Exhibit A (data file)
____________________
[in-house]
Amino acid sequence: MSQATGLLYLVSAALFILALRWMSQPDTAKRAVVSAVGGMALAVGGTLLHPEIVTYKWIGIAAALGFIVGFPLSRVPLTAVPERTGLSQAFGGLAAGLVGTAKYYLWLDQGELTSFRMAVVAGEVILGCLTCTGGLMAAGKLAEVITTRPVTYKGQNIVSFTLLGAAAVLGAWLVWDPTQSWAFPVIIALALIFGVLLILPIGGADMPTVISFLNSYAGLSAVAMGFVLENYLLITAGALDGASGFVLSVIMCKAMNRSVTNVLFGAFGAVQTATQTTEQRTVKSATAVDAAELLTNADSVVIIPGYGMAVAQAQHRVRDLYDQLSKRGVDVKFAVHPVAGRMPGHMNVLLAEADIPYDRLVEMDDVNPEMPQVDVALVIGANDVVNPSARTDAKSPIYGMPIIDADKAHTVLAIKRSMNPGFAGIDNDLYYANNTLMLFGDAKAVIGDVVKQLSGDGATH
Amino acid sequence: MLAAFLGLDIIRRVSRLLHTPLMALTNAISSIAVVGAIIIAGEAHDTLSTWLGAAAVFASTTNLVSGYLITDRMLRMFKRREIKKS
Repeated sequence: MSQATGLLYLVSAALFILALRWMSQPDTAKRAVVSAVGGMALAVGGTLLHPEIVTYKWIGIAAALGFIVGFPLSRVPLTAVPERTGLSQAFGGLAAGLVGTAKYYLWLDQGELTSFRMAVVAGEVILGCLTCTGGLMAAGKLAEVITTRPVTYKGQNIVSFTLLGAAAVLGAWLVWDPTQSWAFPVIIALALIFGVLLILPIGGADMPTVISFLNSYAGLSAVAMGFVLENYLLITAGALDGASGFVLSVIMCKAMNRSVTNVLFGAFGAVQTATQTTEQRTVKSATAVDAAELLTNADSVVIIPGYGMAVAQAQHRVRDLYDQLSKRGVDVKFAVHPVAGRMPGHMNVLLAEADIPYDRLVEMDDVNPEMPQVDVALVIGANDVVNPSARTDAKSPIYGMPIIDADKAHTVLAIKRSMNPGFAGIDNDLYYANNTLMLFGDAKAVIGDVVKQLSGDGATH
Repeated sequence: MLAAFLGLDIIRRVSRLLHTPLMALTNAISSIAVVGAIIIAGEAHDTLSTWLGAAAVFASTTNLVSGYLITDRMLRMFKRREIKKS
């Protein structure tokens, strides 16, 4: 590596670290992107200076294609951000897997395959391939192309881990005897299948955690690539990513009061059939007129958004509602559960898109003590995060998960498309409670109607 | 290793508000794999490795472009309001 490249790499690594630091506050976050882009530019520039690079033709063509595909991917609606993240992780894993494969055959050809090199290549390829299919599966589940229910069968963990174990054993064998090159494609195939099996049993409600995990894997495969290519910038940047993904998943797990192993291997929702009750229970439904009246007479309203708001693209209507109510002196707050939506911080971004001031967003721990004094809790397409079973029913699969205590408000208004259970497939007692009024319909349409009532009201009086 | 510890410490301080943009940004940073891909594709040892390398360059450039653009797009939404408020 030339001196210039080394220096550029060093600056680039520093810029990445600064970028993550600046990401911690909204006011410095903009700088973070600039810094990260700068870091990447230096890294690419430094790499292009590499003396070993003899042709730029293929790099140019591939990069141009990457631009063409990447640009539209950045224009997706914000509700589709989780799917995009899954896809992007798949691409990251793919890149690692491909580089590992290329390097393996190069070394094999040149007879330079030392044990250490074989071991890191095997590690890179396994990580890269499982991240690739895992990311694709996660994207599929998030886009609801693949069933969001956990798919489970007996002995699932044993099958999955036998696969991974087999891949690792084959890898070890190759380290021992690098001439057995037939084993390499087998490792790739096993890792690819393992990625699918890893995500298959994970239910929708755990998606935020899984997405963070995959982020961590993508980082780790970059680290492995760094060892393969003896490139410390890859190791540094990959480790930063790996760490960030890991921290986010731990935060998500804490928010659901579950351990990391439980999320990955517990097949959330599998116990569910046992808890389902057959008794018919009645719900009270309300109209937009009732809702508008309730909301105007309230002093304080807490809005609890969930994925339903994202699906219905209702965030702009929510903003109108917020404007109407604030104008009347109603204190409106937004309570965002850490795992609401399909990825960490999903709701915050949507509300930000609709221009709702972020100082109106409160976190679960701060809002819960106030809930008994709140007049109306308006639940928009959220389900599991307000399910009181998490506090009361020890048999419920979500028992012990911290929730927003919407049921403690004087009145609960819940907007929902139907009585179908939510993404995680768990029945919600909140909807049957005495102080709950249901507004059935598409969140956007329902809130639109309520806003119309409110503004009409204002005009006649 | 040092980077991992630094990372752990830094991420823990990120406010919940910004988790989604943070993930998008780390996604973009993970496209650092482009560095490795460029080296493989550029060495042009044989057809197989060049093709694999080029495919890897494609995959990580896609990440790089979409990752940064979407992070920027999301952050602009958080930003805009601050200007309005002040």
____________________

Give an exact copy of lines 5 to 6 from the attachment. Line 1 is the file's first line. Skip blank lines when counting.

Repeated sequence: MLAAFLGLDIIRRVSRLLHTPLMALTNAISSIAVVGAIIIAGEAHDTLSTWLGAAAVFASTTNLVSGYLITDRMLRMFKRREIKKS
């Protein structure tokens, strides 16, 4: 590596670290992107200076294609951000897997395959391939192309881990005897299948955690690539990513009061059939007129958004509602559960898109003590995060998960498309409670109607 | 290793508000794999490795472009309001 490249790499690594630091506050976050882009530019520039690079033709063509595909991917609606993240992780894993494969055959050809090199290549390829299919599966589940229910069968963990174990054993064998090159494609195939099996049993409600995990894997495969290519910038940047993904998943797990192993291997929702009750229970439904009246007479309203708001693209209507109510002196707050939506911080971004001031967003721990004094809790397409079973029913699969205590408000208004259970497939007692009024319909349409009532009201009086 | 510890410490301080943009940004940073891909594709040892390398360059450039653009797009939404408020 030339001196210039080394220096550029060093600056680039520093810029990445600064970028993550600046990401911690909204006011410095903009700088973070600039810094990260700068870091990447230096890294690419430094790499292009590499003396070993003899042709730029293929790099140019591939990069141009990457631009063409990447640009539209950045224009997706914000509700589709989780799917995009899954896809992007798949691409990251793919890149690692491909580089590992290329390097393996190069070394094999040149007879330079030392044990250490074989071991890191095997590690890179396994990580890269499982991240690739895992990311694709996660994207599929998030886009609801693949069933969001956990798919489970007996002995699932044993099958999955036998696969991974087999891949690792084959890898070890190759380290021992690098001439057995037939084993390499087998490792790739096993890792690819393992990625699918890893995500298959994970239910929708755990998606935020899984997405963070995959982020961590993508980082780790970059680290492995760094060892393969003896490139410390890859190791540094990959480790930063790996760490960030890991921290986010731990935060998500804490928010659901579950351990990391439980999320990955517990097949959330599998116990569910046992808890389902057959008794018919009645719900009270309300109209937009009732809702508008309730909301105007309230002093304080807490809005609890969930994925339903994202699906219905209702965030702009929510903003109108917020404007109407604030104008009347109603204190409106937004309570965002850490795992609401399909990825960490999903709701915050949507509300930000609709221009709702972020100082109106409160976190679960701060809002819960106030809930008994709140007049109306308006639940928009959220389900599991307000399910009181998490506090009361020890048999419920979500028992012990911290929730927003919407049921403690004087009145609960819940907007929902139907009585179908939510993404995680768990029945919600909140909807049957005495102080709950249901507004059935598409969140956007329902809130639109309520806003119309409110503004009409204002005009006649 | 040092980077991992630094990372752990830094991420823990990120406010919940910004988790989604943070993930998008780390996604973009993970496209650092482009560095490795460029080296493989550029060495042009044989057809197989060049093709694999080029495919890897494609995959990580896609990440790089979409990752940064979407992070920027999301952050602009958080930003805009601050200007309005002040």